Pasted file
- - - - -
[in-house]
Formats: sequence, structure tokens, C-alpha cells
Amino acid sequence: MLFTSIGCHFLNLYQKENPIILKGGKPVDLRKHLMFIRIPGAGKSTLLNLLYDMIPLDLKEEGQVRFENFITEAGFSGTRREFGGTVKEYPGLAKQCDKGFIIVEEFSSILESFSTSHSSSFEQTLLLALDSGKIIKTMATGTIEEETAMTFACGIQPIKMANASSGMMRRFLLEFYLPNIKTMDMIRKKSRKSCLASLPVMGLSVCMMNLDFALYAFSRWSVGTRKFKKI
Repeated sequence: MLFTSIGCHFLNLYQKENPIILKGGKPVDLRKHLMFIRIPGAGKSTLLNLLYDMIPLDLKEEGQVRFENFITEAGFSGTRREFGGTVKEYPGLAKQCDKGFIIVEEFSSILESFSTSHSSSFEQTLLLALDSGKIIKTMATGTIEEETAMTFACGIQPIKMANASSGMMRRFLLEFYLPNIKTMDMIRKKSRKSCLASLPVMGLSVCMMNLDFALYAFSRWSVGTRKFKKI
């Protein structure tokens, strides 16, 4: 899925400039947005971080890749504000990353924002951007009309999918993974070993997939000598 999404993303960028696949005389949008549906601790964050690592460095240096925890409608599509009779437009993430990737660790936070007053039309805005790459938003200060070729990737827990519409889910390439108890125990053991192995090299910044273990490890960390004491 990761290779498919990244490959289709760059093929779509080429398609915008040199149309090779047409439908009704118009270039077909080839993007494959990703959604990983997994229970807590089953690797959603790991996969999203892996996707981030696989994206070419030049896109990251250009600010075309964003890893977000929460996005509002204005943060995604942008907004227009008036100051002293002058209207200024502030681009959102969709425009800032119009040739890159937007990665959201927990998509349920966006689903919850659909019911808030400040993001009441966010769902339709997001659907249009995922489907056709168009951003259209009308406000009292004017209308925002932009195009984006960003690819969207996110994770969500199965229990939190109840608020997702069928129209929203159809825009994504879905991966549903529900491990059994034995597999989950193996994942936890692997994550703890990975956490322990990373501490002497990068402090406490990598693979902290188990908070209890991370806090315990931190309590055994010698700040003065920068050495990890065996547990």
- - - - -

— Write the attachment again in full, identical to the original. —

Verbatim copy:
[in-house]
Formats: sequence, structure tokens, C-alpha cells
Amino acid sequence: MLFTSIGCHFLNLYQKENPIILKGGKPVDLRKHLMFIRIPGAGKSTLLNLLYDMIPLDLKEEGQVRFENFITEAGFSGTRREFGGTVKEYPGLAKQCDKGFIIVEEFSSILESFSTSHSSSFEQTLLLALDSGKIIKTMATGTIEEETAMTFACGIQPIKMANASSGMMRRFLLEFYLPNIKTMDMIRKKSRKSCLASLPVMGLSVCMMNLDFALYAFSRWSVGTRKFKKI
Repeated sequence: MLFTSIGCHFLNLYQKENPIILKGGKPVDLRKHLMFIRIPGAGKSTLLNLLYDMIPLDLKEEGQVRFENFITEAGFSGTRREFGGTVKEYPGLAKQCDKGFIIVEEFSSILESFSTSHSSSFEQTLLLALDSGKIIKTMATGTIEEETAMTFACGIQPIKMANASSGMMRRFLLEFYLPNIKTMDMIRKKSRKSCLASLPVMGLSVCMMNLDFALYAFSRWSVGTRKFKKI
């Protein structure tokens, strides 16, 4: 899925400039947005971080890749504000990353924002951007009309999918993974070993997939000598 999404993303960028696949005389949008549906601790964050690592460095240096925890409608599509009779437009993430990737660790936070007053039309805005790459938003200060070729990737827990519409889910390439108890125990053991192995090299910044273990490890960390004491 990761290779498919990244490959289709760059093929779509080429398609915008040199149309090779047409439908009704118009270039077909080839993007494959990703959604990983997994229970807590089953690797959603790991996969999203892996996707981030696989994206070419030049896109990251250009600010075309964003890893977000929460996005509002204005943060995604942008907004227009008036100051002293002058209207200024502030681009959102969709425009800032119009040739890159937007990665959201927990998509349920966006689903919850659909019911808030400040993001009441966010769902339709997001659907249009995922489907056709168009951003259209009308406000009292004017209308925002932009195009984006960003690819969207996110994770969500199965229990939190109840608020997702069928129209929203159809825009994504879905991966549903529900491990059994034995597999989950193996994942936890692997994550703890990975956490322990990373501490002497990068402090406490990598693979902290188990908070209890991370806090315990931190309590055994010698700040003065920068050495990890065996547990």